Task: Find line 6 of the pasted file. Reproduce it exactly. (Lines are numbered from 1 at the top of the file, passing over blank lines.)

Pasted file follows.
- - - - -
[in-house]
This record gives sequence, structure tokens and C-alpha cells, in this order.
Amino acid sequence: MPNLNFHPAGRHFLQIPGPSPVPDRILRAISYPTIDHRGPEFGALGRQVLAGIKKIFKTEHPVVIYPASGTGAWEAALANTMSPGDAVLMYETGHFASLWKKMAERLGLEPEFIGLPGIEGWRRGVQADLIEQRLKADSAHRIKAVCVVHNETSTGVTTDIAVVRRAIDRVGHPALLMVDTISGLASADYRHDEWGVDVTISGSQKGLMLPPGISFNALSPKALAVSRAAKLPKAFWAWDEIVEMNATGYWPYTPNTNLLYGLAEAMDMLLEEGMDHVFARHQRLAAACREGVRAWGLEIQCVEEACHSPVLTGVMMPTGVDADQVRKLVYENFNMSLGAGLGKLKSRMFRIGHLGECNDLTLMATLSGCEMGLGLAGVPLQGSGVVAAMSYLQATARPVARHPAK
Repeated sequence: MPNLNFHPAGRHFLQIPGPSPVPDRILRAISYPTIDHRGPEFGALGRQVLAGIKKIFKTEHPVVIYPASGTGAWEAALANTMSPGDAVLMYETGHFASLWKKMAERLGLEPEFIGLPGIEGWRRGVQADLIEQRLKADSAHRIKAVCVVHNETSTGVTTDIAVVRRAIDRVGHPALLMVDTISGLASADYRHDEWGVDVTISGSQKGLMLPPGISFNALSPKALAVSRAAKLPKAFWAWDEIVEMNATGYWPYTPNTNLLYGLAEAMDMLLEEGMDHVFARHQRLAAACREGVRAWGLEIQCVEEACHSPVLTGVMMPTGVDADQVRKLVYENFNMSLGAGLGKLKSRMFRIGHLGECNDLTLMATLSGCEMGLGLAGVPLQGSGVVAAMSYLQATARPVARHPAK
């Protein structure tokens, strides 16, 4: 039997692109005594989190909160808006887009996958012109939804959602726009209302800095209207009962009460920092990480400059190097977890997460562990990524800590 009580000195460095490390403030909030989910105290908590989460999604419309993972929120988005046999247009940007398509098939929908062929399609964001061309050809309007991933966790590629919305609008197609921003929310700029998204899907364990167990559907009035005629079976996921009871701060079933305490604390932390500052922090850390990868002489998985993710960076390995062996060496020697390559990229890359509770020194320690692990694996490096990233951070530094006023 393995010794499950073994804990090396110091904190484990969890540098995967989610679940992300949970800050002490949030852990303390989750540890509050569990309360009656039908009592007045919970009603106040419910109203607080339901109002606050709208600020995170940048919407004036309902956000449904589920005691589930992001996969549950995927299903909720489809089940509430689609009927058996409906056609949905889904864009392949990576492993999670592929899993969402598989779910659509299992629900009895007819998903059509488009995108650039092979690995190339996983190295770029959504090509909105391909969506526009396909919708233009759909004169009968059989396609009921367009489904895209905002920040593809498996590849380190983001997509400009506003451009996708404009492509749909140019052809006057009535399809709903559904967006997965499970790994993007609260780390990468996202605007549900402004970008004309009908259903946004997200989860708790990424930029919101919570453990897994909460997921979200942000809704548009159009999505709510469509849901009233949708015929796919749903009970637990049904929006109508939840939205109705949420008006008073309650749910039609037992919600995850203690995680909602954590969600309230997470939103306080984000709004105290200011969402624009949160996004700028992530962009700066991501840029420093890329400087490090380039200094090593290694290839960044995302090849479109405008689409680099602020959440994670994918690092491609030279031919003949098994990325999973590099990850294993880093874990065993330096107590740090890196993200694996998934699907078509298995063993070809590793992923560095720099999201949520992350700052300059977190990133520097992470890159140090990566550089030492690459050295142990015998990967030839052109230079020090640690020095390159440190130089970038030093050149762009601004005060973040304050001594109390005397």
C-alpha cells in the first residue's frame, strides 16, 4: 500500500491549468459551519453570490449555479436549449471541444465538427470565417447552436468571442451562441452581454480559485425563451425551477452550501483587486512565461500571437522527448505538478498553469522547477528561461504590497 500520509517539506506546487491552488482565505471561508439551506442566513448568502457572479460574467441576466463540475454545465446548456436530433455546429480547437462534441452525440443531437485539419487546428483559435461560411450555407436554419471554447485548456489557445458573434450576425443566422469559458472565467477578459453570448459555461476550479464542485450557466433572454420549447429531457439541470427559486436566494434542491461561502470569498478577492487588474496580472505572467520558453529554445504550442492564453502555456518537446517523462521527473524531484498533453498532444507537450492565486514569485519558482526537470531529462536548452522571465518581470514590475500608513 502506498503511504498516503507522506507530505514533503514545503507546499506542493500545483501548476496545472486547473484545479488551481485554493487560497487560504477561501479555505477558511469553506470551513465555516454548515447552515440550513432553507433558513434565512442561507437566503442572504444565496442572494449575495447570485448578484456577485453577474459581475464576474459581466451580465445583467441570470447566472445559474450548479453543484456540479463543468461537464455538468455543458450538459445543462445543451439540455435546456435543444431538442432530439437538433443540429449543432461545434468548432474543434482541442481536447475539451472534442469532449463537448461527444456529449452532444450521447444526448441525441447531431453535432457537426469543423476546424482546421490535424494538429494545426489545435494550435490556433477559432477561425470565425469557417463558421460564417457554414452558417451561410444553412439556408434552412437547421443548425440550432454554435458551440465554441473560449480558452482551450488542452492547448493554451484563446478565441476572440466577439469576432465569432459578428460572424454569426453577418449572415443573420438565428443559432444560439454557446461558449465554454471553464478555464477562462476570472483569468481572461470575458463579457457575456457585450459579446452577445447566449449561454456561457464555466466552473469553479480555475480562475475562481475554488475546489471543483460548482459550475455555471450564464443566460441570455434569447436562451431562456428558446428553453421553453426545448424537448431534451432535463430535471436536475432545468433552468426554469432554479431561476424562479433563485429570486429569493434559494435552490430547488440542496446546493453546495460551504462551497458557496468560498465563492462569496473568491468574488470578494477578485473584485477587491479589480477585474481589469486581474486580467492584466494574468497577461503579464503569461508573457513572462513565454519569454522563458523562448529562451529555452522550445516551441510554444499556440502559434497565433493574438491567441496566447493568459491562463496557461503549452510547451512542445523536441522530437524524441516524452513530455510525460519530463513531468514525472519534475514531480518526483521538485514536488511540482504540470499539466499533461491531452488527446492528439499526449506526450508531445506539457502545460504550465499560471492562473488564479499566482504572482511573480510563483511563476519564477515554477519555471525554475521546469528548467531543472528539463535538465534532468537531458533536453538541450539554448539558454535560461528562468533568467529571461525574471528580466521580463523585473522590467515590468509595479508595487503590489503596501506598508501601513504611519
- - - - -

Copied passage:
C-alpha cells in the first residue's frame, strides 16, 4: 500500500491549468459551519453570490449555479436549449471541444465538427470565417447552436468571442451562441452581454480559485425563451425551477452550501483587486512565461500571437522527448505538478498553469522547477528561461504590497 500520509517539506506546487491552488482565505471561508439551506442566513448568502457572479460574467441576466463540475454545465446548456436530433455546429480547437462534441452525440443531437485539419487546428483559435461560411450555407436554419471554447485548456489557445458573434450576425443566422469559458472565467477578459453570448459555461476550479464542485450557466433572454420549447429531457439541470427559486436566494434542491461561502470569498478577492487588474496580472505572467520558453529554445504550442492564453502555456518537446517523462521527473524531484498533453498532444507537450492565486514569485519558482526537470531529462536548452522571465518581470514590475500608513 502506498503511504498516503507522506507530505514533503514545503507546499506542493500545483501548476496545472486547473484545479488551481485554493487560497487560504477561501479555505477558511469553506470551513465555516454548515447552515440550513432553507433558513434565512442561507437566503442572504444565496442572494449575495447570485448578484456577485453577474459581475464576474459581466451580465445583467441570470447566472445559474450548479453543484456540479463543468461537464455538468455543458450538459445543462445543451439540455435546456435543444431538442432530439437538433443540429449543432461545434468548432474543434482541442481536447475539451472534442469532449463537448461527444456529449452532444450521447444526448441525441447531431453535432457537426469543423476546424482546421490535424494538429494545426489545435494550435490556433477559432477561425470565425469557417463558421460564417457554414452558417451561410444553412439556408434552412437547421443548425440550432454554435458551440465554441473560449480558452482551450488542452492547448493554451484563446478565441476572440466577439469576432465569432459578428460572424454569426453577418449572415443573420438565428443559432444560439454557446461558449465554454471553464478555464477562462476570472483569468481572461470575458463579457457575456457585450459579446452577445447566449449561454456561457464555466466552473469553479480555475480562475475562481475554488475546489471543483460548482459550475455555471450564464443566460441570455434569447436562451431562456428558446428553453421553453426545448424537448431534451432535463430535471436536475432545468433552468426554469432554479431561476424562479433563485429570486429569493434559494435552490430547488440542496446546493453546495460551504462551497458557496468560498465563492462569496473568491468574488470578494477578485473584485477587491479589480477585474481589469486581474486580467492584466494574468497577461503579464503569461508573457513572462513565454519569454522563458523562448529562451529555452522550445516551441510554444499556440502559434497565433493574438491567441496566447493568459491562463496557461503549452510547451512542445523536441522530437524524441516524452513530455510525460519530463513531468514525472519534475514531480518526483521538485514536488511540482504540470499539466499533461491531452488527446492528439499526449506526450508531445506539457502545460504550465499560471492562473488564479499566482504572482511573480510563483511563476519564477515554477519555471525554475521546469528548467531543472528539463535538465534532468537531458533536453538541450539554448539558454535560461528562468533568467529571461525574471528580466521580463523585473522590467515590468509595479508595487503590489503596501506598508501601513504611519